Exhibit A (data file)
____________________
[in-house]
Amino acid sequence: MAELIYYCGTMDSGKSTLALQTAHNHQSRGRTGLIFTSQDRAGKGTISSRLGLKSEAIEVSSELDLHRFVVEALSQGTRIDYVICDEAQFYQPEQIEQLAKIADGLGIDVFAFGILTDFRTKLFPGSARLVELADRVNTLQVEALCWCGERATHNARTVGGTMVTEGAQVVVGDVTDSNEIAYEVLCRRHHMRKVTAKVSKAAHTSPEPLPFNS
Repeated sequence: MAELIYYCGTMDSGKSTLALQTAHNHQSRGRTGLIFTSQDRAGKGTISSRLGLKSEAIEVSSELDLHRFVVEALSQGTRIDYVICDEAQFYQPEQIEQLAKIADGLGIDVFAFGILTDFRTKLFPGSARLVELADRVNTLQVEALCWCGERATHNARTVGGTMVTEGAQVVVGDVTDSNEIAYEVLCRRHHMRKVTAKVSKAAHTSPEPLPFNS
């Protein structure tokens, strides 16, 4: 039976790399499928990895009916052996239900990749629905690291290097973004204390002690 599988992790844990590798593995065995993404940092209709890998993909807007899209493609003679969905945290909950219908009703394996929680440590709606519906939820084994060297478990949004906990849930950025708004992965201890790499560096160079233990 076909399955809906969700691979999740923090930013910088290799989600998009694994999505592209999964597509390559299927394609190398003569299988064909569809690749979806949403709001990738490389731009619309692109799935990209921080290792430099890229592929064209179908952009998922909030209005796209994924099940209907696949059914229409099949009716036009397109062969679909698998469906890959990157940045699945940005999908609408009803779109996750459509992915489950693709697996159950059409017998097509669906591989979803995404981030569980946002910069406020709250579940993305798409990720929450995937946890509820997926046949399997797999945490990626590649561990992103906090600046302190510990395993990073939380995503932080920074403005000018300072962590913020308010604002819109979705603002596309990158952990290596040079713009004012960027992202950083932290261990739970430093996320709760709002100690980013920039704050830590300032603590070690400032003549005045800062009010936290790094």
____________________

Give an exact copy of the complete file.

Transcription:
[in-house]
Amino acid sequence: MAELIYYCGTMDSGKSTLALQTAHNHQSRGRTGLIFTSQDRAGKGTISSRLGLKSEAIEVSSELDLHRFVVEALSQGTRIDYVICDEAQFYQPEQIEQLAKIADGLGIDVFAFGILTDFRTKLFPGSARLVELADRVNTLQVEALCWCGERATHNARTVGGTMVTEGAQVVVGDVTDSNEIAYEVLCRRHHMRKVTAKVSKAAHTSPEPLPFNS
Repeated sequence: MAELIYYCGTMDSGKSTLALQTAHNHQSRGRTGLIFTSQDRAGKGTISSRLGLKSEAIEVSSELDLHRFVVEALSQGTRIDYVICDEAQFYQPEQIEQLAKIADGLGIDVFAFGILTDFRTKLFPGSARLVELADRVNTLQVEALCWCGERATHNARTVGGTMVTEGAQVVVGDVTDSNEIAYEVLCRRHHMRKVTAKVSKAAHTSPEPLPFNS
């Protein structure tokens, strides 16, 4: 039976790399499928990895009916052996239900990749629905690291290097973004204390002690 599988992790844990590798593995065995993404940092209709890998993909807007899209493609003679969905945290909950219908009703394996929680440590709606519906939820084994060297478990949004906990849930950025708004992965201890790499560096160079233990 076909399955809906969700691979999740923090930013910088290799989600998009694994999505592209999964597509390559299927394609190398003569299988064909569809690749979806949403709001990738490389731009619309692109799935990209921080290792430099890229592929064209179908952009998922909030209005796209994924099940209907696949059914229409099949009716036009397109062969679909698998469906890959990157940045699945940005999908609408009803779109996750459509992915489950693709697996159950059409017998097509669906591989979803995404981030569980946002910069406020709250579940993305798409990720929450995937946890509820997926046949399997797999945490990626590649561990992103906090600046302190510990395993990073939380995503932080920074403005000018300072962590913020308010604002819109979705603002596309990158952990290596040079713009004012960027992202950083932290261990739970430093996320709760709002100690980013920039704050830590300032603590070690400032003549005045800062009010936290790094």